The humble, common marigold (Tagetes spp) is the sturdy workhorse among annual bedding flowers that provide a steady infusion of color for a single growing season. Available in the sunrise-to-sunset spectrum of luscious gold, amber, orange, cream and maroon-streaked buttery tones, sizes almost as varied as colors range from 6 inches to 4 feet tall and 6 inches to 3 feet wide. Marigolds take about eight weeks from seed to bloom.
The simple-to-handle needle-shaped seeds are successful performers well-suited to both children’s and senior citizen gardening activities. In frost-free areas, you can plant seeds anytime between fall to early spring. In U.S. Department of Agriculture plant hardiness zones prone to snow and freezing temperatures, wait until May or June to plant.
Choose a sunny location for fastest flowering; marigolds do fine in up to 20 percent shade, but take longer to bloom. Use a small garden rake to break up soil, and remove any weeds or rocks. Place seeds 6 inches apart. Cover with 1/4 inch of fine soil. Tamp down lightly, and soak gently so that seeds aren't displaced. Keep evenly moist. Sprouts emerge in days. When leaves form, you can thin or transplant to 8 to 10 inches apart for smaller types or 10 to 12 inches for larger varieties. Follow the same directions for containers, but use potting soil or soilless potting mix. Regular dirt is too dense.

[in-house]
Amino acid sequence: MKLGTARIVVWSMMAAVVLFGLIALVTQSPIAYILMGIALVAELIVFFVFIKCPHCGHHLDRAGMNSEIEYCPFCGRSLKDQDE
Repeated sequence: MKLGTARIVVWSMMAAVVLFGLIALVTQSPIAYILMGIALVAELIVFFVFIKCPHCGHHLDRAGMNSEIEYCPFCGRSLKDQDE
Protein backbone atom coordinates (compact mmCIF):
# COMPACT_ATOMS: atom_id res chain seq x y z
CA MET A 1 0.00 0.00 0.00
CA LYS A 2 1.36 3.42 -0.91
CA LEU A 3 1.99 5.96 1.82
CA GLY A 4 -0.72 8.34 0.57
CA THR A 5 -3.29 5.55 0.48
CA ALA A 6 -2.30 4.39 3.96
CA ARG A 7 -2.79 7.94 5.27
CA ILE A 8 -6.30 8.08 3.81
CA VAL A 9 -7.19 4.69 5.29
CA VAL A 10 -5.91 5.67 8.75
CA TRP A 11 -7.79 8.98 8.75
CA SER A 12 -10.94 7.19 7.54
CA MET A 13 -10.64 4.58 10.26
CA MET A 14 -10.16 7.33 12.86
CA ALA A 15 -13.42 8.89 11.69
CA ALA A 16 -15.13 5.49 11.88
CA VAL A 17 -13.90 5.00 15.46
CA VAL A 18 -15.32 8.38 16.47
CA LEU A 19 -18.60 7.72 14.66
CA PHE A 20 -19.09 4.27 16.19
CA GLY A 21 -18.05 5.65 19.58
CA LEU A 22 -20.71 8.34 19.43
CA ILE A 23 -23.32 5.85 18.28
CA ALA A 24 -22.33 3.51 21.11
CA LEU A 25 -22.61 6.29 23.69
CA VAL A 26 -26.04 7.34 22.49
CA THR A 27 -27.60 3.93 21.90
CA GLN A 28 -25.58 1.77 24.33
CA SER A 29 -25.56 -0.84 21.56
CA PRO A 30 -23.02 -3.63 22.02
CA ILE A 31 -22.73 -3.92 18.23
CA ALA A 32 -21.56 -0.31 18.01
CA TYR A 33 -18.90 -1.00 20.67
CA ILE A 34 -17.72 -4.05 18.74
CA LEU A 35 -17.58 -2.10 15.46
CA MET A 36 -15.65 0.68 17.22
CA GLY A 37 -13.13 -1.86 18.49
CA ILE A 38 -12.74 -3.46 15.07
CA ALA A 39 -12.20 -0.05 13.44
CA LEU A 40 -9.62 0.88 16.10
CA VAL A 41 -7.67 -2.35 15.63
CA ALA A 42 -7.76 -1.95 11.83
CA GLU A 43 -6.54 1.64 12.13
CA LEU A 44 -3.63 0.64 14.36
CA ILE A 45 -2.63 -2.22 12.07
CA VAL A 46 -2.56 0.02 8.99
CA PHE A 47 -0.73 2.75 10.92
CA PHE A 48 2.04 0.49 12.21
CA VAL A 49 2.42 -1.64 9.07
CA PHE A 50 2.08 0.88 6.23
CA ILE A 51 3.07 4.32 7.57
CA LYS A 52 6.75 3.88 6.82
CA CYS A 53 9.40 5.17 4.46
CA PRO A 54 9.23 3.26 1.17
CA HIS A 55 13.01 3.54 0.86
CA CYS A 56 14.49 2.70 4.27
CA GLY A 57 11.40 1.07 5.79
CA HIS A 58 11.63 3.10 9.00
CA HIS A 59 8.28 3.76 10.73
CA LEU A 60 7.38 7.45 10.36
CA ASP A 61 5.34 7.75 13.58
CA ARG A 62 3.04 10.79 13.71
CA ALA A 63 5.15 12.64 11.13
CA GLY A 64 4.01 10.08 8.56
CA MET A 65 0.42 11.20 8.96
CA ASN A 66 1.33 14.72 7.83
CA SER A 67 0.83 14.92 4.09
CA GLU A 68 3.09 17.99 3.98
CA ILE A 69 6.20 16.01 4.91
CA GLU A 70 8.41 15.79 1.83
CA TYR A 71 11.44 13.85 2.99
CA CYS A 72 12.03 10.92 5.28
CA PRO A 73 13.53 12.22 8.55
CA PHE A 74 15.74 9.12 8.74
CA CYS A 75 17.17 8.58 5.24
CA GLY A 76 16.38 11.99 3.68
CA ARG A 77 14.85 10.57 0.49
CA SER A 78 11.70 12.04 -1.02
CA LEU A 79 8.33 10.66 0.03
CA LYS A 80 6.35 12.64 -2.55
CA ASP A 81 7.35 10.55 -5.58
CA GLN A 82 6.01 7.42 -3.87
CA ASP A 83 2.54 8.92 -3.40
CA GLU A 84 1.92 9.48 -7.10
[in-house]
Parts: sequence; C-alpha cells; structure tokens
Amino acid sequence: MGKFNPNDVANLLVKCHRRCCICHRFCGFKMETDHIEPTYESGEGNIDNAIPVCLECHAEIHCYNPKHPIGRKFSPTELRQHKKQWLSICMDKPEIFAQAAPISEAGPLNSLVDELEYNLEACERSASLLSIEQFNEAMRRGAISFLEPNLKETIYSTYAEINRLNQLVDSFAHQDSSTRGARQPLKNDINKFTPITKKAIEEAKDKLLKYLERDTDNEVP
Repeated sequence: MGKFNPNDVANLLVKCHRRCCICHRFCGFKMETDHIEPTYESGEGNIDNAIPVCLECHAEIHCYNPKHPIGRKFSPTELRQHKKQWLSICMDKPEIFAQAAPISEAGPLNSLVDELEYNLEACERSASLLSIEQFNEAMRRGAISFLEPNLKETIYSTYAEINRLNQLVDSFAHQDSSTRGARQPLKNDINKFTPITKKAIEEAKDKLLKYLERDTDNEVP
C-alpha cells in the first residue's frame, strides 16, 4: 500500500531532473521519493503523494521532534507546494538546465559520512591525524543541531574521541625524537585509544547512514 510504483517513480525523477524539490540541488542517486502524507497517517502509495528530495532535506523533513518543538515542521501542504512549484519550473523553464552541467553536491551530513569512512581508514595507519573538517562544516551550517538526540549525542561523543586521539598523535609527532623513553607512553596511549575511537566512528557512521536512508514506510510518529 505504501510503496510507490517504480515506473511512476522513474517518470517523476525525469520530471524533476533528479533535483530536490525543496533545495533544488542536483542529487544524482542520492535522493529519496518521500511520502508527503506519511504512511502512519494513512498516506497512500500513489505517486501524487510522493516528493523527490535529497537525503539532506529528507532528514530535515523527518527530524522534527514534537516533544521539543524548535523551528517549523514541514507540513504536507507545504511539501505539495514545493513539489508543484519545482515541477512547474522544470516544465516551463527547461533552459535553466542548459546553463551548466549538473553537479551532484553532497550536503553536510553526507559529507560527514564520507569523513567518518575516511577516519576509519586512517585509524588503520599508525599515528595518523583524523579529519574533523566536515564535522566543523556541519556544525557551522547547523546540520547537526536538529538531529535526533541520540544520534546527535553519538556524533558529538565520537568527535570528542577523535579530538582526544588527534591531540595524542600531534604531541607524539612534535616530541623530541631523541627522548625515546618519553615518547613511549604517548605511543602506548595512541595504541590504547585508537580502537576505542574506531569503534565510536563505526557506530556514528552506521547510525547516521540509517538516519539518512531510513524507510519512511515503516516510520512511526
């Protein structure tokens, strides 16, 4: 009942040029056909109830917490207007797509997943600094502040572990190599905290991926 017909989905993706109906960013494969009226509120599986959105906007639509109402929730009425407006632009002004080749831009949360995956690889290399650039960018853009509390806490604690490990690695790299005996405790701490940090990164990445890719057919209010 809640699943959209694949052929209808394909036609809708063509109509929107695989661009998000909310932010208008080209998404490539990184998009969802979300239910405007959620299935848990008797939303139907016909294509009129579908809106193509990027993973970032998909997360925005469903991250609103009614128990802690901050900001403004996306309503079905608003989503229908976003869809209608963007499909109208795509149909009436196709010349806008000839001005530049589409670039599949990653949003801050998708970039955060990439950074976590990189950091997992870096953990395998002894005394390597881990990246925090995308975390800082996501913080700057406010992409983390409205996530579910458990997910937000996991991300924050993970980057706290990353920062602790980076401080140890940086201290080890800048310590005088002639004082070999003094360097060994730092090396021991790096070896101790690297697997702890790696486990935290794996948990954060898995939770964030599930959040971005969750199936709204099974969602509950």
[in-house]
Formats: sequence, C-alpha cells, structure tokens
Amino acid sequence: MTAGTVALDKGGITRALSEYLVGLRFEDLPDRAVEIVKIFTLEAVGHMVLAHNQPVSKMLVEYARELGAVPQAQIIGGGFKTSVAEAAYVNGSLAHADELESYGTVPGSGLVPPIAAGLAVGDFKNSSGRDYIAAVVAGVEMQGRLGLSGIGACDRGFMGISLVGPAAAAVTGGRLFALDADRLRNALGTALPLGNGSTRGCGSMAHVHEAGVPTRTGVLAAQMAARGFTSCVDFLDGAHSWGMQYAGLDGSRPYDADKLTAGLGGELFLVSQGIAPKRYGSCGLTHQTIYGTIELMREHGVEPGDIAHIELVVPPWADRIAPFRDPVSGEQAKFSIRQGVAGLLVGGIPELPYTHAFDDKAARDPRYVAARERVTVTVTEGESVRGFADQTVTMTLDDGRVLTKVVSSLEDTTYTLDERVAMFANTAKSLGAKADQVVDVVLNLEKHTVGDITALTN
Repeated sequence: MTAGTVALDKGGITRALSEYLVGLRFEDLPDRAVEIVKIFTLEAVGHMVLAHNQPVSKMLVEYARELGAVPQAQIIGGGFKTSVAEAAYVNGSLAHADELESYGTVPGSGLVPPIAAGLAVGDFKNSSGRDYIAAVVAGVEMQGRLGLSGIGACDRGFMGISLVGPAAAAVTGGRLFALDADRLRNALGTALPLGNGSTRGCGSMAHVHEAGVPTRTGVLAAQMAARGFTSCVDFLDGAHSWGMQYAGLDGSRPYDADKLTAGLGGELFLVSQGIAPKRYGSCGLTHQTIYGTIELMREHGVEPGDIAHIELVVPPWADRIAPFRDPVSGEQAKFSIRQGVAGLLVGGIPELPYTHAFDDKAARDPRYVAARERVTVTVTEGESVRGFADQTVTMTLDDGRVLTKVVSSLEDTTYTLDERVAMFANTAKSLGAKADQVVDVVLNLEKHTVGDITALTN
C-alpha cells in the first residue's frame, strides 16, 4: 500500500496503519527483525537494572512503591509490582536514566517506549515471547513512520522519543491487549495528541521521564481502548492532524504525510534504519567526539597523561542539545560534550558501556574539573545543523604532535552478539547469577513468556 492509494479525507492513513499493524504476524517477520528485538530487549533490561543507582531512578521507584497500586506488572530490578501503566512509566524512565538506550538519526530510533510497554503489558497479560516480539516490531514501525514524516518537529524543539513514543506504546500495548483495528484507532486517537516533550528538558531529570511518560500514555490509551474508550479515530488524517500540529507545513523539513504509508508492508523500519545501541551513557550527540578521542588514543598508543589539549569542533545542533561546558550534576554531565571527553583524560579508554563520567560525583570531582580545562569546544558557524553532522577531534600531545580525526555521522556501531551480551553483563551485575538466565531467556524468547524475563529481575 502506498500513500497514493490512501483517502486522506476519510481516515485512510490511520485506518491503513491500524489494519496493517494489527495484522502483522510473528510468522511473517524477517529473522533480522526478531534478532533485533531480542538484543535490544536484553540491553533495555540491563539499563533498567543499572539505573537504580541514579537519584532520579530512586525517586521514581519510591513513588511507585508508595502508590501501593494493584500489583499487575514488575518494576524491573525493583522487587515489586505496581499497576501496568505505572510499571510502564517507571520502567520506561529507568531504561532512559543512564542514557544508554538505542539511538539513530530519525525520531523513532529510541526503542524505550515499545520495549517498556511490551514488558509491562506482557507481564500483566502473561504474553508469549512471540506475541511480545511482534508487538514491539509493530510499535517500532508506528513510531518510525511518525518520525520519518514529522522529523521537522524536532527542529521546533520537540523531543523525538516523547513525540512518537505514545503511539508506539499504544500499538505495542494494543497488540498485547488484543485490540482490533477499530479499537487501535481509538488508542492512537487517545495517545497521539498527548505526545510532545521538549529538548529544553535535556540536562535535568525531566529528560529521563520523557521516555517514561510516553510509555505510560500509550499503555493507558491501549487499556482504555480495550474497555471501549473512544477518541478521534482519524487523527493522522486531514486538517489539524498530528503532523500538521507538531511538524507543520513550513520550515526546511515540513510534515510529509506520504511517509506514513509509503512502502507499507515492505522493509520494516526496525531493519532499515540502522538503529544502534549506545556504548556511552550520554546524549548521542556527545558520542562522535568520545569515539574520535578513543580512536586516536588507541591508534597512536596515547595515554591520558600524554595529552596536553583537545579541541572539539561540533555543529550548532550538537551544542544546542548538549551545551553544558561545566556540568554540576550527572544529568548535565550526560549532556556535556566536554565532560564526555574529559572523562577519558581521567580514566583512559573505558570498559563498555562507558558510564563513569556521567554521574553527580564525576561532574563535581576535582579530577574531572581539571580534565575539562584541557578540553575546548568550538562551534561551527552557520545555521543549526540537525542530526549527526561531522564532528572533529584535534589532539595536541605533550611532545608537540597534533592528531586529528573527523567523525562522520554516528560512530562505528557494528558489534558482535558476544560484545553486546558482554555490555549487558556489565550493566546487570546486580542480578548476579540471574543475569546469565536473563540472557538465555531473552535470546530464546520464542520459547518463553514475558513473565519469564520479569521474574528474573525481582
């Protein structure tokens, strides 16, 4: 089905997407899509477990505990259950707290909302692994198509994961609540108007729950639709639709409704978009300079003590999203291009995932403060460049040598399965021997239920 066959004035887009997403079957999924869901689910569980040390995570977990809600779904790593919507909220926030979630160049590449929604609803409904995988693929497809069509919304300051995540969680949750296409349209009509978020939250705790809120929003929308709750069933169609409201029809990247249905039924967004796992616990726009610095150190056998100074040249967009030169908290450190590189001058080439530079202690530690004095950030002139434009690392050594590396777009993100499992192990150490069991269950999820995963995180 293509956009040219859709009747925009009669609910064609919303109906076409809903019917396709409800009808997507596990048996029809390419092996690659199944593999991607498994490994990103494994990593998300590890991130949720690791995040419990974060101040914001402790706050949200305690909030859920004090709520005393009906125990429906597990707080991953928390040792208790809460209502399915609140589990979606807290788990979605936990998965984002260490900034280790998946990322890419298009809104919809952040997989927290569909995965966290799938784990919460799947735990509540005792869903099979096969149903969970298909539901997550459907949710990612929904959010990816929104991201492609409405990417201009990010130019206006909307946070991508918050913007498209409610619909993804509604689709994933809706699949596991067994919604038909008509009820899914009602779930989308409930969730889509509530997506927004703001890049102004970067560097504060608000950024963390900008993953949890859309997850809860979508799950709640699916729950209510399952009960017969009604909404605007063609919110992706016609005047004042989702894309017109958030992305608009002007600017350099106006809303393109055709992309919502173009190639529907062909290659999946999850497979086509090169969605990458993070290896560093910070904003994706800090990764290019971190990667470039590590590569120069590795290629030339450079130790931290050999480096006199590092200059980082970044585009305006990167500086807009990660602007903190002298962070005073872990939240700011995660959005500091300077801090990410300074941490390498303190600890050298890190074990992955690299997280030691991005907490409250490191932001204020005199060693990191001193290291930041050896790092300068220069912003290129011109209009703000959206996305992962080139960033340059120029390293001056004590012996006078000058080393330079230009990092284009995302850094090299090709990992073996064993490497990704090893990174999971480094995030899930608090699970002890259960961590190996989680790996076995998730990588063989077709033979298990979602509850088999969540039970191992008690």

If your area has a short growing season or you don’t want to wait two months, start seeds indoors six to eight weeks before the area's predicted last scheduled frost. Germinate seeds in starter or potting mix in inexpensive seed-starter trays or peat pellets. Transfer to 3-inch individual containers of soiless potting mixture when leaves form. You can also pop developed seedlings into shallow window boxes or pretty planters that fit on a sunny sill, snugly tucked away until they can be moved outside when warm weather arrives.
Marigolds require little care beyond watering when first planted, and as needed in extremely hot or drought conditions. Deadheading, gardener lingo for pinching off spent blossoms, encourages flowers to keep forming. Apply water-soluble fertilizer labeled all-purpose or for use on flowering plants at a rate of 1 tablespoon per gallon of water every couple of weeks. Over-fertilizing will result in more greenery than flowers. In freeze-free USDA zones 9 to 11 long-lasting annual marigolds may masquerade as perennials. A few perennial marigold varieties will last well beyond a single growing season, but these are uncommon in home gardens.